Photograph — Fortune

The coronavirus pandemic and shutdown measures to contain it have caused “swift and massive shock” that has plunged the world economy into a severe contraction, despite unprecedented government support, the World Bank said Monday.

The Bank expects the global economy to shrink by 5.2 percent this year, the worst recession in 80 years and the deepest since the Second World War, it said in its June 2020 edition of the Global Economic Prospects.

Economic activity in advanced economies is anticipated to shrink 7 percent in 2020 with the severe disruptions to domestic demand and supply, trade, and finance. Meanwhile, emerging market and developing economies are expected to decline by 2.5 percent, their first contraction as a group in at least 60 years.

Particularly in sub-Saharan Africa, economic activity is on course to contract by 2.8 percent this year, the deepest on record. The region’s biggest economy Nigeria is expected to shrink by 3.2 percent, given the collapse in oil prices while South Africa’s output is forecast to contract 7.1 percent, the deepest contraction in a century, as “stringent but necessary” containment measures curtail economic activity, the bank said.

With the largest fraction of economies experiencing declines in per capita output, the scale of the downturn is worse than any recession since 1870. “This is a deeply sobering outlook, with the crisis likely to leave long-lasting scars and pose major global challenges,” said Ceyla Pazarbasioglu, World Bank Group VP for Equitable Growth, Finance and Institutions.

Per capita incomes are expected to decline by 3.6 percent, which will tip millions of people into extreme poverty this year. According to the World Bank, the depth of the crisis will drive 70 to 100 million people into extreme poverty – worse than the prior estimate of 60 million. Elevated extreme poverty will most likely persist through 2021, the bank said Tuesday.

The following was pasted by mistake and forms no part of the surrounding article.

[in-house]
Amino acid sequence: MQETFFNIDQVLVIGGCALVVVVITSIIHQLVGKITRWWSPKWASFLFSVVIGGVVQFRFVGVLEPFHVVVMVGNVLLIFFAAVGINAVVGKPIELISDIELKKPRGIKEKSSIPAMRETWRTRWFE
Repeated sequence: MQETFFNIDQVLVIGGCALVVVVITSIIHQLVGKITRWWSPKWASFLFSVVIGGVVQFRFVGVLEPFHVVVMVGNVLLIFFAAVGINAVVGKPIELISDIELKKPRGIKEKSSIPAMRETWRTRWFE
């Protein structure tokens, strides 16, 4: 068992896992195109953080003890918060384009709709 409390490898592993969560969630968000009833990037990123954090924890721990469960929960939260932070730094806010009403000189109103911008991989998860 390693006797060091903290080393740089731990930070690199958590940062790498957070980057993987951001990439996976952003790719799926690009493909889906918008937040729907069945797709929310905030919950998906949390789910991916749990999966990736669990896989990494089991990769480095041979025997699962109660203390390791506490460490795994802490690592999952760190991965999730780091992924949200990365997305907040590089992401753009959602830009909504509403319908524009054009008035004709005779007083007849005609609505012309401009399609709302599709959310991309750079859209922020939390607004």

Though dramatic, the current forecast falls short of the Great Depression, which saw a global contraction of 14.5 percent from 1930 to 1932, while the post-war downturn in 1945-1946 was 13.8 percent, according to the World Bank. But things could get worse, however, meaning forecasts may be revised even lower.

With the World Health Organization saying the pandemic is “far from over” as daily cases hit record high, there remain some “exceptionally high” risks to the outlook, the bank warned. Under the worst-case scenario, the global recession could mean a contraction of 8 percent, the report said, that is if the disease lingers and authorities have to reimpose restrictions.

Given this uncertainty, further downgrades to the outlook are very likely, Pazarbasioglu cautioned. And while the bank projects a 4.2 percent economic rebound for 2021, there is a risk a second wave of outbreaks could undermine the recovery and turn the economic crisis into a financial one that will see a “wave of defaults.” 

“Disruptions to activity would weaken businesses’ ability to remain in operation and service their debt,” the report cautioned. That, in turn, could raise interest rates for higher-risk borrowers. “With debt levels already at historic highs, this could lead to cascading defaults and financial crises across many economies,” it said. More so, deep recessions triggered by COVID-19 will likely weigh on potential output in many countries for years to come.

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